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A Presentations

At one point or another, we have all had to give a presentation. Faced with this, most of us will reach for PowerPoint or Apple's Keynote. Both programs are excellent choices that enable you to quickly build very professional presentations. However, you can also create slides and computer-based presentations with LaTeX.

There are many advantages to using LaTeX for your presentations. First, LaTeX presentations require less disk space to store than their PowerPoint or Keynote counterparts. With disks being cheep these days, this is not much of an issue. But, I still like the idea of keeping file sizes down when I can.

Another reason for choosing LaTeX is if your presentation uses lots of mathematical equations.. If you use LaTeX, you can easily copy and paste these into your slides. Otherwise, you need to some way of getting them out of LaTeX and into your presentation software (maybe using tex2im or TeXShop).

Finally there's the simplicity factor. I don't know about you, but the world we live in has become preoccupied with appearance at the expense of content. I find it distracting to go to a talk and watch cute animations and graphics when plan old text would have been a lot clearer. Yes, a picture is worth a thousand words, but the picture does not need to fly on to the screen for the slide to be effective.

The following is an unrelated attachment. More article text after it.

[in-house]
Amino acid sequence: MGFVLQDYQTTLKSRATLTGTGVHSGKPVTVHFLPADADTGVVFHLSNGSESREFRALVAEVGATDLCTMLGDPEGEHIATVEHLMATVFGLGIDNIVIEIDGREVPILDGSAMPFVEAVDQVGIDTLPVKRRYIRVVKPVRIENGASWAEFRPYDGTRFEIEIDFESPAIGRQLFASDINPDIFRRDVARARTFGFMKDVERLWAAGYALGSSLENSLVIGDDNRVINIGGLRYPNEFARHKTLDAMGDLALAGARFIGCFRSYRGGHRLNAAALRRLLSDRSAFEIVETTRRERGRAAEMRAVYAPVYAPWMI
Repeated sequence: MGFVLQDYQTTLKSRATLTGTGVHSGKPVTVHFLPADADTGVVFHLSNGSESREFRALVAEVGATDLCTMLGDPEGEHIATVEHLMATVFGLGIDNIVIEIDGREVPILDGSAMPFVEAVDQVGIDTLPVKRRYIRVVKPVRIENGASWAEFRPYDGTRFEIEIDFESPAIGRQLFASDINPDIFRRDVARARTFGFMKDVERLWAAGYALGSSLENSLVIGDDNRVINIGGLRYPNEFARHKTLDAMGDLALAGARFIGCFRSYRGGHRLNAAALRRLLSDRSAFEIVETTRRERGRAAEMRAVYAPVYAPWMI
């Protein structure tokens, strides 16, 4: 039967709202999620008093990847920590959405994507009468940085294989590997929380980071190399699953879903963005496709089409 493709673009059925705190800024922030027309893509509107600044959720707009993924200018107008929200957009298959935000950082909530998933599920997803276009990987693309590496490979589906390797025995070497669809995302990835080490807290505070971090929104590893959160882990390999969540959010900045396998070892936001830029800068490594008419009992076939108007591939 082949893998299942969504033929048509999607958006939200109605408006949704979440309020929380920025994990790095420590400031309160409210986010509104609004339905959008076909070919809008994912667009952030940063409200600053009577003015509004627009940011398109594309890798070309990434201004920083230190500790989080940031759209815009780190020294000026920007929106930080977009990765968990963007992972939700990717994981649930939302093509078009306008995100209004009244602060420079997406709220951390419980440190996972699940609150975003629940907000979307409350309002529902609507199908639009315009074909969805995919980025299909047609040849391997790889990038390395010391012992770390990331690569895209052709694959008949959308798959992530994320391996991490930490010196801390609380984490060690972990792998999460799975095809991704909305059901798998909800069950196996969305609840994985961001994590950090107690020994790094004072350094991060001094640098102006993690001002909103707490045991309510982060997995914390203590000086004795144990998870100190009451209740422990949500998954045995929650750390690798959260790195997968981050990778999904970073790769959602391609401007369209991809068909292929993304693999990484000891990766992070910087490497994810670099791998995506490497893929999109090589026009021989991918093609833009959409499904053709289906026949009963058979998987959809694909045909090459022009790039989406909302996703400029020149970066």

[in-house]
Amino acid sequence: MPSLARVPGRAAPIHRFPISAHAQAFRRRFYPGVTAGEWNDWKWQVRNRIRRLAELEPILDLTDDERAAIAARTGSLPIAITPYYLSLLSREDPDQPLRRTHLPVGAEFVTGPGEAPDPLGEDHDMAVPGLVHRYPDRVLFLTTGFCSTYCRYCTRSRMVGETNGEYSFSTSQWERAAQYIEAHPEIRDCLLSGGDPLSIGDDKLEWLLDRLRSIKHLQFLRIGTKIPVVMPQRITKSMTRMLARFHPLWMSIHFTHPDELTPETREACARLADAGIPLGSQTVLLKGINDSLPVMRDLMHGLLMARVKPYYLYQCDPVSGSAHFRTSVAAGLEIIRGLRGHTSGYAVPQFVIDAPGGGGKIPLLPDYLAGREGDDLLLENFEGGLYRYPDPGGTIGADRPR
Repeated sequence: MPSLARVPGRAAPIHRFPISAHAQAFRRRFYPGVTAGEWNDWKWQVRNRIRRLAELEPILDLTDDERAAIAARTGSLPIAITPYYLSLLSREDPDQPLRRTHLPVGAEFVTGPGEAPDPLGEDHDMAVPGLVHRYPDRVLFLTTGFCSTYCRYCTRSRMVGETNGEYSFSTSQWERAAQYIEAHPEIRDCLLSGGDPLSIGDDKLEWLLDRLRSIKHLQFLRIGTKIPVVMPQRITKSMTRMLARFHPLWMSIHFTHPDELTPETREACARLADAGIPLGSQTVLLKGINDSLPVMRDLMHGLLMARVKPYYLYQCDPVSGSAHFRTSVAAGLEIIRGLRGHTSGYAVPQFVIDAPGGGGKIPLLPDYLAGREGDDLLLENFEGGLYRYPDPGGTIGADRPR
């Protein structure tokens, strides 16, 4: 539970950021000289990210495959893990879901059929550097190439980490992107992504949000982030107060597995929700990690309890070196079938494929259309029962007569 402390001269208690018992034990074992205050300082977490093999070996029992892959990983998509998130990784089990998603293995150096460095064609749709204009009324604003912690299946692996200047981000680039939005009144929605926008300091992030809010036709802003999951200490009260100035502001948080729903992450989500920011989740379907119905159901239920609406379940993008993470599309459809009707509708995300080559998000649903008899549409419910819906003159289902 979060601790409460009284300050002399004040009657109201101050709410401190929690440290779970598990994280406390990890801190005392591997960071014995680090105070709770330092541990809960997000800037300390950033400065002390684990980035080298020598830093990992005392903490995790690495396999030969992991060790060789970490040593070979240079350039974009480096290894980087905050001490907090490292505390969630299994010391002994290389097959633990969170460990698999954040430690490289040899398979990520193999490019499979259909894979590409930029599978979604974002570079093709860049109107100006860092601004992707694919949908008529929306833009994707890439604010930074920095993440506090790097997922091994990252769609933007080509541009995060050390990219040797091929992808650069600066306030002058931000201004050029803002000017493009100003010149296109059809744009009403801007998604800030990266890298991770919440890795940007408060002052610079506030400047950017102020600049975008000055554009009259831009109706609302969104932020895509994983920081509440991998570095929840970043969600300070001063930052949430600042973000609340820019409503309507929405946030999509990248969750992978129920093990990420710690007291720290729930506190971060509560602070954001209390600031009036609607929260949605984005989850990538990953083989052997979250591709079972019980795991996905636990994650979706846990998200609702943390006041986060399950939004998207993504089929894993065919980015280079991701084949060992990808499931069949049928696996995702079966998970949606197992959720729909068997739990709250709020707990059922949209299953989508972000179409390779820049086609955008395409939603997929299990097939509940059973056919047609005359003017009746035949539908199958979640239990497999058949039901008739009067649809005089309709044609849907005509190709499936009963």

With LaTeX, there are many ways to create quality slides. The simplest is to use the LaTeX slides class, which comes with your LaTeX distribution. In the past, if you wanted to create slides you used SLiTeX. Today, this has been replace by the slide class. The slides class enables you to create simple slides with very little work.

There are many other ways to creating slides with LaTeX. Some of the most popular are FoilTeX, Prosper, Seminar, ifmslide, pdfslide, PPower4.

I create my presentations using a combination of PDFLaTeX, FoilTeX, and PPower4. My needs are quite basic, as you will see in the example slides [Insert link to slides.tex]. For a more complete solution, see ``Creating Presentations in PDFLaTeX'' by Matt Welsh (see the Reference sections).


next up previous contents
Next: Output Formats Up: Examples Previous: An Article   Contents
Kevin O'Malley 2004-03-05